Asset management: Infrastructure funds take off in Asia
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Asset management: Infrastructure funds take off in Asia

The listed infrastructure fund, which is common in Australia, is gaining traction in Asia, with two new structures hitting the market in recent weeks.

By Chris Wright

Macquarie Korea Infrastructure Fund was listed in Seoul and London in March, raising W942 billion ($1 billion). It was the first infrastructure fund to be listed in Korea but followed a model that Macquarie Bank has refined numerous times in Australia and elsewhere in the world: pour a group of assets generating predictable revenue streams into a fund, list it, and ensure a steady flow of fees, often performance-based, back to Macquarie Bank itself. Macquarie has now done this 24 times.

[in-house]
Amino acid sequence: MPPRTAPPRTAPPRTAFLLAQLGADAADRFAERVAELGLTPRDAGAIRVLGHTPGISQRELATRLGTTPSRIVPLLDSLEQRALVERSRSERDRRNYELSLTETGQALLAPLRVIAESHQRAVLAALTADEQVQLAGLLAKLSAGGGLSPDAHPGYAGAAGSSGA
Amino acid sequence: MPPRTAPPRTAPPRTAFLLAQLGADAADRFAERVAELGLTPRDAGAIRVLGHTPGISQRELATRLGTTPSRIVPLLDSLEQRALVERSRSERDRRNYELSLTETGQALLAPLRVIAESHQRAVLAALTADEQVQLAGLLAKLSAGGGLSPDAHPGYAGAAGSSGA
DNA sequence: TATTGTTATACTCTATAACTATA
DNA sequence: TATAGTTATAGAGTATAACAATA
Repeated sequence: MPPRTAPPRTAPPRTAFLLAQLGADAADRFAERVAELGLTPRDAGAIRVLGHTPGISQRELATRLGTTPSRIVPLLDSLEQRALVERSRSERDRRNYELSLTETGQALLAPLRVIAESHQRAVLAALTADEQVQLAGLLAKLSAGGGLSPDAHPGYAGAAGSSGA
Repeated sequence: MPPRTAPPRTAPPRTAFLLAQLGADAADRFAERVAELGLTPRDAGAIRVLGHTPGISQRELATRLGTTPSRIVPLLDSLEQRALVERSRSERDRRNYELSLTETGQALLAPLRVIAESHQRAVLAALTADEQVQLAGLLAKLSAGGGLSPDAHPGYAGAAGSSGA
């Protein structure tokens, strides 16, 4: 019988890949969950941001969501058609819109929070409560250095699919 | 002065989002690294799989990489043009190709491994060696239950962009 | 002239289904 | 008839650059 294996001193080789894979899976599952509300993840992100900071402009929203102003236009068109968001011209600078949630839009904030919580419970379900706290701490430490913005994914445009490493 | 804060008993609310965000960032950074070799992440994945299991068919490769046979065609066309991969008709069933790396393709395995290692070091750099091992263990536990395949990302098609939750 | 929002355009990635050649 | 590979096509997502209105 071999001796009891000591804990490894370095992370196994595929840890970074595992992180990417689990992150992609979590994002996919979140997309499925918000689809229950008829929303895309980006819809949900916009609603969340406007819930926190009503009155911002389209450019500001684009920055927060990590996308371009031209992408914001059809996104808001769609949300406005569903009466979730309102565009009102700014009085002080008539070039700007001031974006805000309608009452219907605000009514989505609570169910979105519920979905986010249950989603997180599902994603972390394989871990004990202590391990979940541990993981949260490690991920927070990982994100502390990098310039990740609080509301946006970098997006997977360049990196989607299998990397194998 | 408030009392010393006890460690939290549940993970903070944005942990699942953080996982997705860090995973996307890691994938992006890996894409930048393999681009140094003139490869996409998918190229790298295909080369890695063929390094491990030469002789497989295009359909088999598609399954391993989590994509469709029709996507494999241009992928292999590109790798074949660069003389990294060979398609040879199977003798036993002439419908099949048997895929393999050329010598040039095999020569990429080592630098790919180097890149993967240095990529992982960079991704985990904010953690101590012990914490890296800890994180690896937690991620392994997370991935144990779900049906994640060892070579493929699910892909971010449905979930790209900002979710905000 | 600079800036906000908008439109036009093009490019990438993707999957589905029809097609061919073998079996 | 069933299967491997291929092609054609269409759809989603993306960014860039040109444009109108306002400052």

MKIF has investments, or commitments to invest, in 14 assets, 13 of them toll roads, each of them with some form of inflation-adjusted long-term government revenue support tied in. It is run by a joint venture between Macquarie and Korea’s Shinhan Financial Group.

In common

In its own right, MKIF was a significant deal: the second-largest Korean IPO in a year, only the fourth dual-listing IPO from the country and one of the biggest IPOs in Asia this year. But it’s the sense that this is the first of many that makes the transaction eye-catching. Korea has a lot in common with Australia when it comes to the demands of institutional capital: each country has compulsory contributions to pension systems, which creates a great deal of cash seeking assets that generate stable long-term yields, and infrastructure is ideally positioned to provide that.

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